Let me use an explicit but hypothetical example to add an answer. It looks like a "Parent" is a News Topic or event of sorts, which can have individual News Stories. For example:
So the requirement is to know or maybe render something related to "Weather" while on the "San Diego Rain" page?
Note: the folder paths do not need to be based on Structure Groups. If using the Content Delivery API, (custom) metadata or Taxonomy could relate the Components so that you can retrieve other Weather-related items from anything tagged Weather (Parent1).
If you can flatten the Structure, you could instead have:
Then you can get the location of all the stories under Topic A based on Structure Group location. You can use a page link in template code to resolve it correctly as well.
Though the parent field would work, from an editorial perspective the CMS user already created these relationships with Structure Groups and Pages. They shouldn't need to add another link to further relate the child items to their parents (be careful with "child" and "parent" since these can be confused with BluePrinting). This also assumes there's only a one-to-many relationship between the News Topics and Stories ("parent" and "children"). What happens for stories that belong to multiple "parents?"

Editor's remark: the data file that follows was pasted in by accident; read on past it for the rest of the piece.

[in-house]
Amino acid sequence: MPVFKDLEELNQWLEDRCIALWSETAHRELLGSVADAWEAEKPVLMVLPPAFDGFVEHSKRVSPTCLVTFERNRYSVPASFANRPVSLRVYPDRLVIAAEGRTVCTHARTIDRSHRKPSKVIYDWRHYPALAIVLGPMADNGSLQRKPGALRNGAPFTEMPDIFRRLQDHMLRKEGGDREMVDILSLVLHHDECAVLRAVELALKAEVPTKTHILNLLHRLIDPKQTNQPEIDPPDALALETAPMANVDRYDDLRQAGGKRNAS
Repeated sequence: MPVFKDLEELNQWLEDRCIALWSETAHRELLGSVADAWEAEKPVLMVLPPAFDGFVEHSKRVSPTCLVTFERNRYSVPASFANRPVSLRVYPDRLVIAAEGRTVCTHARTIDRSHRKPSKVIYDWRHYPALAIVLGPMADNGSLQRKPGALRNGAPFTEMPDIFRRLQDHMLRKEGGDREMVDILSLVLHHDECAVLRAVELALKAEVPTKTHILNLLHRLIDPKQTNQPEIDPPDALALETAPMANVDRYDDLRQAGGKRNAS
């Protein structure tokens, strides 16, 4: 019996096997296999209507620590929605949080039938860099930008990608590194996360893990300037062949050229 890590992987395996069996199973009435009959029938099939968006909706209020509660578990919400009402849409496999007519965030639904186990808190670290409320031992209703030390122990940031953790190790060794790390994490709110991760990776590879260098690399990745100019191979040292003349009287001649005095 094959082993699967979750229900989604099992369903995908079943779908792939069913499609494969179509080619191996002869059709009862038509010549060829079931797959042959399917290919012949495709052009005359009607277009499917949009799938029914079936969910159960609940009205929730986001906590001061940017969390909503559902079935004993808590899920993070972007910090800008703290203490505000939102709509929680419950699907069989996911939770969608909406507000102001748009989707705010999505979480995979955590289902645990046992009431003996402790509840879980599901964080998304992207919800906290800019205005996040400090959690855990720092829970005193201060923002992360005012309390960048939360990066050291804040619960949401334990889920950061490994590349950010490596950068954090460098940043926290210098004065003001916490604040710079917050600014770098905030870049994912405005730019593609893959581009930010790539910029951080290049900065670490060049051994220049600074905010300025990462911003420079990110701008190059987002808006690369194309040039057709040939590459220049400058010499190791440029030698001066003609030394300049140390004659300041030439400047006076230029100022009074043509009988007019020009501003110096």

Technically, C# TBBs don't go on pages (they can go on Page Templates). If not handled by the Page Template you might have a "dummy" Component Presentation that editors place on the page to add some type of in-page navigational element. The Component might be called "Section (SG) Nav" or similar.
If you do use Component links, consider flipping or otherwise changing the requirement. For example:
- The "parent" component links to its "children" -- this creates a "related links" type of relationship.
- Tag Components with topics (Keywords) so you can find related items regardless of Structure.
I'd suspect Taxonomy might be the better fit for the requirements here, which would be easier for editors creating the relationships, developers working with the requirement (which might evolve), and for visitors finding related content.